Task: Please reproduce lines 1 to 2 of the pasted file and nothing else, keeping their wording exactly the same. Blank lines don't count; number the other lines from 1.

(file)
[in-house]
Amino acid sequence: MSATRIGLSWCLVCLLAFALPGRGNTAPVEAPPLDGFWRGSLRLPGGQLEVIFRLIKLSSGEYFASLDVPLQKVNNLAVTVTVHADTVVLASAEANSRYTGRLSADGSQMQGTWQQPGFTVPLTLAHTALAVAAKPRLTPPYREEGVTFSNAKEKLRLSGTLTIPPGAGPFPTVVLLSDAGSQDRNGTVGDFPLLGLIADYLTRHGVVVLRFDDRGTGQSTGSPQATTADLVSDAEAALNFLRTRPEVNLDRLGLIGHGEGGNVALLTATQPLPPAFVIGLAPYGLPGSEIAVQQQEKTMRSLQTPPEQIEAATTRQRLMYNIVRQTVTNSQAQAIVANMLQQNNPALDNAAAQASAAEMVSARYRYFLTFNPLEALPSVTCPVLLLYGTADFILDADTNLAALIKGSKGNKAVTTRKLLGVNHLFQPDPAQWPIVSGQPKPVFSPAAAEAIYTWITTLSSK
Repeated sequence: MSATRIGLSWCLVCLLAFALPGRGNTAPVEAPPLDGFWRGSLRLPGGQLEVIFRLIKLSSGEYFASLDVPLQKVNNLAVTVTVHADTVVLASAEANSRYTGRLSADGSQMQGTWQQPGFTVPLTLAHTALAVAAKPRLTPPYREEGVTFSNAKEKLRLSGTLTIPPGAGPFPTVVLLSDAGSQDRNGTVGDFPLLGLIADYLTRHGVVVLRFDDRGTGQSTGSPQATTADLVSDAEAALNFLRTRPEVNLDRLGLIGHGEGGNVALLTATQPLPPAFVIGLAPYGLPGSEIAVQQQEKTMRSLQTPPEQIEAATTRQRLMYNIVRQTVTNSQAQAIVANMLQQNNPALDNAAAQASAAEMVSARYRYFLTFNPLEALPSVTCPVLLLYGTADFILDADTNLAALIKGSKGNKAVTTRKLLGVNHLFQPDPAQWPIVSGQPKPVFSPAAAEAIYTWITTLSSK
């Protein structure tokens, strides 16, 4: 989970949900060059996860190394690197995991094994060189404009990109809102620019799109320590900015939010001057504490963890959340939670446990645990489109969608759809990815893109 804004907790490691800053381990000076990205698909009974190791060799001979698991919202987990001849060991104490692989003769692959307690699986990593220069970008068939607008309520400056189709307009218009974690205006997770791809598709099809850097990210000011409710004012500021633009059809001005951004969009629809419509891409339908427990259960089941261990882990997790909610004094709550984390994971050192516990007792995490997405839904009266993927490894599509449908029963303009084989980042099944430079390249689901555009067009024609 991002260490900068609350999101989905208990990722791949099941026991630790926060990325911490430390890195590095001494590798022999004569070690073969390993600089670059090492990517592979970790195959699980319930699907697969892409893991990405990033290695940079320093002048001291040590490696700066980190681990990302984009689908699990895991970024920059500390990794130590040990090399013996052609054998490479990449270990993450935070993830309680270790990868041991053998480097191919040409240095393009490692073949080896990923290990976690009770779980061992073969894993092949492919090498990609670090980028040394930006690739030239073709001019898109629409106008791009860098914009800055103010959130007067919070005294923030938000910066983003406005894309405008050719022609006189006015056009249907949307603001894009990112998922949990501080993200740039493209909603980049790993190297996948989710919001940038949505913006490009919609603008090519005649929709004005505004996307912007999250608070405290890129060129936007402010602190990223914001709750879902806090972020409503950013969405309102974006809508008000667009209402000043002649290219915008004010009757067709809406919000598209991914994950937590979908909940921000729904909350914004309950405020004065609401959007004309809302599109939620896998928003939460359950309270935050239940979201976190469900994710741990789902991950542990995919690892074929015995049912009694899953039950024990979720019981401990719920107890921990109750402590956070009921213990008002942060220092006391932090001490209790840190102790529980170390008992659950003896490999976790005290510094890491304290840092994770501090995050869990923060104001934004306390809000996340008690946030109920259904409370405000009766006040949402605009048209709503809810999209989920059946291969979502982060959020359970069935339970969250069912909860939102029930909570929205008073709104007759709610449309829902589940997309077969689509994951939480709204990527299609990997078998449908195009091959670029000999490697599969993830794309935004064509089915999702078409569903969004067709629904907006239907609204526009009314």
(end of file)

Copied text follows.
[in-house]
Amino acid sequence: MSATRIGLSWCLVCLLAFALPGRGNTAPVEAPPLDGFWRGSLRLPGGQLEVIFRLIKLSSGEYFASLDVPLQKVNNLAVTVTVHADTVVLASAEANSRYTGRLSADGSQMQGTWQQPGFTVPLTLAHTALAVAAKPRLTPPYREEGVTFSNAKEKLRLSGTLTIPPGAGPFPTVVLLSDAGSQDRNGTVGDFPLLGLIADYLTRHGVVVLRFDDRGTGQSTGSPQATTADLVSDAEAALNFLRTRPEVNLDRLGLIGHGEGGNVALLTATQPLPPAFVIGLAPYGLPGSEIAVQQQEKTMRSLQTPPEQIEAATTRQRLMYNIVRQTVTNSQAQAIVANMLQQNNPALDNAAAQASAAEMVSARYRYFLTFNPLEALPSVTCPVLLLYGTADFILDADTNLAALIKGSKGNKAVTTRKLLGVNHLFQPDPAQWPIVSGQPKPVFSPAAAEAIYTWITTLSSK